Loss of microbial diversity and pathogen domination of the gut microbiota in critically ill patients

Ravi, Anuradha, Halstead, Fenella D, Bamford, Amy, Casey, Anna, Thomson, Nicholas M, van Schaik, Willem, Snelson, Catherine, Goulden, Robert, Foster-Nyarko, Ebenezer, Savva, George M, Whitehouse, Tony, Pallen, Mark J and Oppenheim, Beryl A (2019) Loss of microbial diversity and pathogen domination of the gut microbiota in critically ill patients. Microbial Genomics, 5 (9). ISSN 2057-5858

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Abstract

Among long-stay critically ill patients in the adult intensive care unit (ICU), there are often marked changes in the complexity of the gut microbiota. However, it remains unclear whether such patients might benefit from enhanced surveillance or from interventions targeting the gut microbiota or the pathogens therein. We therefore undertook a prospective observational study of 24 ICU patients, in which serial faecal samples were subjected to shotgun metagenomic sequencing, phylogenetic profiling and microbial genome analyses. Two-thirds of the patients experienced a marked drop in gut microbial diversity (to an inverse Simpson's index of <4) at some stage during their stay in the ICU, often accompanied by the absence or loss of potentially beneficial bacteria. Intravenous administration of the broad-spectrum antimicrobial agent meropenem was significantly associated with loss of gut microbial diversity, but the administration of other antibiotics, including piperacillin/tazobactam, failed to trigger statistically detectable changes in microbial diversity. In three-quarters of ICU patients, we documented episodes of gut domination by pathogenic strains, with evidence of cryptic nosocomial transmission of Enterococcus faecium. In some patients, we also saw an increase in the relative abundance of apparent commensal organisms in the gut microbiome, including the archaeal species Methanobrevibacter smithii. In conclusion, we have documented a dramatic absence of microbial diversity and pathogen domination of the gut microbiota in a high proportion of critically ill patients using shotgun metagenomics.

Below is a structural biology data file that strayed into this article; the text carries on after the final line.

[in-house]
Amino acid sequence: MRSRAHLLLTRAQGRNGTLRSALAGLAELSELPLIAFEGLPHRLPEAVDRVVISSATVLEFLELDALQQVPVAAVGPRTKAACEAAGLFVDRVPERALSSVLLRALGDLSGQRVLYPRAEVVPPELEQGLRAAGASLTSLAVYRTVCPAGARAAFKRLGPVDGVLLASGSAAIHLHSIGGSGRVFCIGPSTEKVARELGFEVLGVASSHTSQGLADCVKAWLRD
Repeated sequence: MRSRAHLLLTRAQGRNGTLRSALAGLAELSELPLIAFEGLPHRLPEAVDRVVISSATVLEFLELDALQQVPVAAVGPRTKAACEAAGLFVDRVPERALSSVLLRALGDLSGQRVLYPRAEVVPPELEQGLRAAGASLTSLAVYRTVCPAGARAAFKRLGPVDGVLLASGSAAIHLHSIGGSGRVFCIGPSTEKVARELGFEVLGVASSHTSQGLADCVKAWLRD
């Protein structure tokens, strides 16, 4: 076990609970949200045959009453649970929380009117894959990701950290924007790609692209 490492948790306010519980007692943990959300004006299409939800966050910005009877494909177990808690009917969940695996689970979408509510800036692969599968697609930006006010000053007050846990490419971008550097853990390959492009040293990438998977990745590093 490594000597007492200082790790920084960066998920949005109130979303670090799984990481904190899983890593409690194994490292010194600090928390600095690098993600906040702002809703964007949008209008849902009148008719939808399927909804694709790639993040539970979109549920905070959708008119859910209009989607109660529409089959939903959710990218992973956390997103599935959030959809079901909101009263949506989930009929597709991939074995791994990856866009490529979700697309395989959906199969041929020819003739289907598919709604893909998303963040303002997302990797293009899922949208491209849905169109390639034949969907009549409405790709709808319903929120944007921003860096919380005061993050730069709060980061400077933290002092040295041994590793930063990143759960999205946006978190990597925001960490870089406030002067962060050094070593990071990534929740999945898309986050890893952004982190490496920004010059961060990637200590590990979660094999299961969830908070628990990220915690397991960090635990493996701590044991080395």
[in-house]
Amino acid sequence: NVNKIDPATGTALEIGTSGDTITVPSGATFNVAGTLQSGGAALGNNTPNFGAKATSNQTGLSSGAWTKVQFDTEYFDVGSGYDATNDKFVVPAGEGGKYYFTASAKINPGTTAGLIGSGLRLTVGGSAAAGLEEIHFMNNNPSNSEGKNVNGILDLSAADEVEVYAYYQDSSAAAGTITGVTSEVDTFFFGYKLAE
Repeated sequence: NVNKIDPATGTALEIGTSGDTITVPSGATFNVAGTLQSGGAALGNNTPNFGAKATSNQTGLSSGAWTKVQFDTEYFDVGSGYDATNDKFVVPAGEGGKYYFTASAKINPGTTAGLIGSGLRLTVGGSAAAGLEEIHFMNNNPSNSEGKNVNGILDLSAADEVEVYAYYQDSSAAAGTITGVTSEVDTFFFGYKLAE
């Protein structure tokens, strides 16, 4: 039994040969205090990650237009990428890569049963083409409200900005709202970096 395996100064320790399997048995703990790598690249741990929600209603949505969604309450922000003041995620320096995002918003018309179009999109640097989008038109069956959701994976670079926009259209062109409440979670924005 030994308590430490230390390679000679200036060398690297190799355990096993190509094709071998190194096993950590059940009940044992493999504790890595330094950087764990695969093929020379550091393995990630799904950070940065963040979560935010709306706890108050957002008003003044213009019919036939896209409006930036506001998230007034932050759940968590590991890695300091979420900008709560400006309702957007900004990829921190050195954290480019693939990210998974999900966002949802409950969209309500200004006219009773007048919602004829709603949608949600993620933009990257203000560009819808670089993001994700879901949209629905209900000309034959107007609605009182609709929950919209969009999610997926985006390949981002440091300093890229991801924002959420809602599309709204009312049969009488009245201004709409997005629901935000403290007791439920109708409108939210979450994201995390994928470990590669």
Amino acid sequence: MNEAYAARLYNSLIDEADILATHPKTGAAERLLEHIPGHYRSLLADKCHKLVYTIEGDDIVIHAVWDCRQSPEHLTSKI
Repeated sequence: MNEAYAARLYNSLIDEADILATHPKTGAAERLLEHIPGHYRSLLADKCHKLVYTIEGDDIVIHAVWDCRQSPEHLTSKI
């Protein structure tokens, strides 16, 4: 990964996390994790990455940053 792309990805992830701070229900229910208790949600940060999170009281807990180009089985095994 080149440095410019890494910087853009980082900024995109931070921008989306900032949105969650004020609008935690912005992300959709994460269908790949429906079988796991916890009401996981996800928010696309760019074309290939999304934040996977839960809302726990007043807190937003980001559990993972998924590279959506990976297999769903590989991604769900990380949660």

Item Type: Article
Faculty \ School: Faculty of Medicine and Health Sciences > Norwich Medical School
Faculty of Medicine and Health Sciences > School of Health Sciences
Faculty of Science > School of Biological Sciences
Depositing User: LivePure Connector
Date Deposited: 02 Oct 2019 11:30
Last Modified: 18 Mar 2020 04:18
URI: https://ueaeprints.uea.ac.uk/id/eprint/72452
DOI: 10.1099/mgen.0.000293

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